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  • Staff photo by BOB HAMMERSTROM


    Darlene O'Hara, left, shows a robe to her friend, Pam Fariole at her new business, Darlene's Bath & Body Lounge in Merrimack Thursday, April 26, 2012.


  • Staff photo by BOB HAMMERSTROM


    Emile LaChance looks on as Darlene O'Hara talks about her new business, Darlene's Bath & Body Lounge in Merrimack Thursday, April 26, 2012.


  • Staff photo by BOB HAMMERSTROM


    Darlene O'Hara, right, tries a little lipstick on her friendm Roslyn Koonce-Hines at her new business, Darlene's Bath & Body Lounge in Merrimack Thursday, April 26, 2012.


  • Staff photo by BOB HAMMERSTROM


    Darlene's Bath & Body Lounge in Merrimack Thursday, April 26, 2012.


Sunday, April 29, 2012

Former hand model bringing a bit of luxury to Merrimack with beauty store

MERRIMACK – Winter has come and gone, but the worn and cracked skin that remains doesn’t wear well with Darlene O’Hara.

O’Hara, a Dallas native, held a grand opening of her business, Darlene’s Bath & Body Lounge, last week, welcoming customers to sample her range of skin, body and cosmetic products to heal their weathered faces.

“The weather here is so brutal … and the women, I notice their skin can be kind of rough,” she said with a laugh. “I’m just trying to bring a little bit of luxury to New Hampshire.”

O’Hara’s product lines, ranging from I love my muff to FarmHouse Fresh to TokyoMilk, among others, aren’t typically available around the New Hampshire region, she said.

To open the store, she worked with distributors outside of the state to bring them here.

“Why do you have to go all the way to Massachusetts to get good products?” O’Hara asked. “You shouldn’t have to travel to find them, so, I figured … I’ll bring the products here.”

O’Hara herself followed a winding road to New Hampshire.

After graduating from Southern Methodist University in Dallas, she pursued an acting career in New York. During the 1980s, she had a three-year run on the noted soap opera “As The World Turns.” She appeared in several commercials and eventually landed gigs as one of the country’s leading hand models.

“I just developed this love for clothes and shoes, skin and bath products,” she said.

After her career stalled, however, she shifted to the corporate world, working as an executive assistant for Lehman Brothers Holdings, among other firms. Soon after, she lost her job and followed a boyfriend to New Hampshire in 2007.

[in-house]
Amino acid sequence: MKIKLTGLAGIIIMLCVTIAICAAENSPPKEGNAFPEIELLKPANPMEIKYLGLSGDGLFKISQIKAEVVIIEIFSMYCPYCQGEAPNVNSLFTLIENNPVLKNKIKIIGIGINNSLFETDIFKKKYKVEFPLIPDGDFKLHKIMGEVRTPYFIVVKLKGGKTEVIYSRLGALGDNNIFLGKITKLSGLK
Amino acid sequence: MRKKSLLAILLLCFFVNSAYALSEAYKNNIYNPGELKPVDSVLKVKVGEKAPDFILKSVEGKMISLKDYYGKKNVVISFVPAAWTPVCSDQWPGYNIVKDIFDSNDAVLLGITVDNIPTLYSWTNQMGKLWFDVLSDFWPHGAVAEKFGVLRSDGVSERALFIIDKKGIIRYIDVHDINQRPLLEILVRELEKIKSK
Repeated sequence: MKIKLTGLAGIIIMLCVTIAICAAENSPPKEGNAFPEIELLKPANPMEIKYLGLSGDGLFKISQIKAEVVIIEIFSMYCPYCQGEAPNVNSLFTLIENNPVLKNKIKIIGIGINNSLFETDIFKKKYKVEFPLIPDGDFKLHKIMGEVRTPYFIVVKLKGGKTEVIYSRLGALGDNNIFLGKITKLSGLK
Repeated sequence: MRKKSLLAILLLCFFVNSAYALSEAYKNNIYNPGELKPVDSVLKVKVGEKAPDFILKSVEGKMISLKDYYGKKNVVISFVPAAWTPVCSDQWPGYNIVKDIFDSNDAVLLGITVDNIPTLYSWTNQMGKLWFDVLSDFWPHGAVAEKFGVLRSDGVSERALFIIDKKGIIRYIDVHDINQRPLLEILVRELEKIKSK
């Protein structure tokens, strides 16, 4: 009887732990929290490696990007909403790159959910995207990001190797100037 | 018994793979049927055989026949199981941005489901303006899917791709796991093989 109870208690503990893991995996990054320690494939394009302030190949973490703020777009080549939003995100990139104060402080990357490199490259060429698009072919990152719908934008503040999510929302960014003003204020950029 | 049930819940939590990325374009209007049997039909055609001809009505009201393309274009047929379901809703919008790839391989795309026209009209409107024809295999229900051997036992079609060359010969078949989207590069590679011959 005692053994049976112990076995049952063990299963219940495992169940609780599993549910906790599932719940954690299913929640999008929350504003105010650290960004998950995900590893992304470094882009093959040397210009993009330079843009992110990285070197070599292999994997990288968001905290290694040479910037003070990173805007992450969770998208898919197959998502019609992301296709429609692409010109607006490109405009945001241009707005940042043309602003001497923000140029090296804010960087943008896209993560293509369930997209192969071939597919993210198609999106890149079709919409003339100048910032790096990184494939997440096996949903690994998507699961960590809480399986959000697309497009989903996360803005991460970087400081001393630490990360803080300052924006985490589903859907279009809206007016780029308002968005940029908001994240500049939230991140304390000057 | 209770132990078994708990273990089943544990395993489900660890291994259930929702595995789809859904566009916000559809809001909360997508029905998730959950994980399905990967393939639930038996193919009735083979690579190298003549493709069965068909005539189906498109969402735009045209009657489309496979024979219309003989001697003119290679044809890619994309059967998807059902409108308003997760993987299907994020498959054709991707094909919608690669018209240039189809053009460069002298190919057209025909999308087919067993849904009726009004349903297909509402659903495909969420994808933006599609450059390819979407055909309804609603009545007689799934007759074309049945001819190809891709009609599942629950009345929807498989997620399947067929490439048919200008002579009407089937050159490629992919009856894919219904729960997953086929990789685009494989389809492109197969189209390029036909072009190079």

With dreams of opening a beauty store of her own, O’Hara worked for several years to set the foundation. She met with potential landlords and investors, but it wasn’t until she met Emile LaChance, a retired construction contractor, that her dream became a reality.

With LaChance’s encouragement, and some start-up money, O’Hara agreed to lease the storefront on Milford Road and opened the store in January.

“I had driven by (the location) a thousand times,” she said of the former Sprint store. “It’s a great location. It’s worked out perfectly.”

Three months later, some obstacles remain.

Foot traffic is slow thus far, but with the Merrimack Premium Outlets set to open in June, O’Hara is confident business will pick up.

“The mall will really bring more traffic to the area,” said Deb Courtemanche, executive director of the Merrimack Chamber of Commerce, which has helped to promote the business, along with others, as the mall prepares to open.

“(Darlene’s) products are of the higher end,” Courtemanche said last week. “With the new visitors coming to Premium Outlets, they will certainly be the right audience for her.”

Featuring other product lines, like Cake, Swanky Sweet Pea and Jack Black, among others, customers will find a different level of items than at the outlet mall, O’Hara said.

The mall, scheduled to open June 14, is scheduled to include more than 100 clothing, home goods and other retail stores to fill the center, including Bloomingdale’s, Sak’s Fifth Avenue, Ann Taylor, and Gap, among others.

Shoppers also will find a different level of customer service at Darlene’s.

“With me, you don’t have to worry about parking; you don’t have to worry about traffic,” she said. “It’s just very comfortable here. You’ll find what you’re looking for.

“We don’t need more products (in New Hampshire),” she said. “We just need better products. That’s what I’m trying to do.”

Jake Berry can be reached at 594-6402 or jberry@nashuatelegraph.com.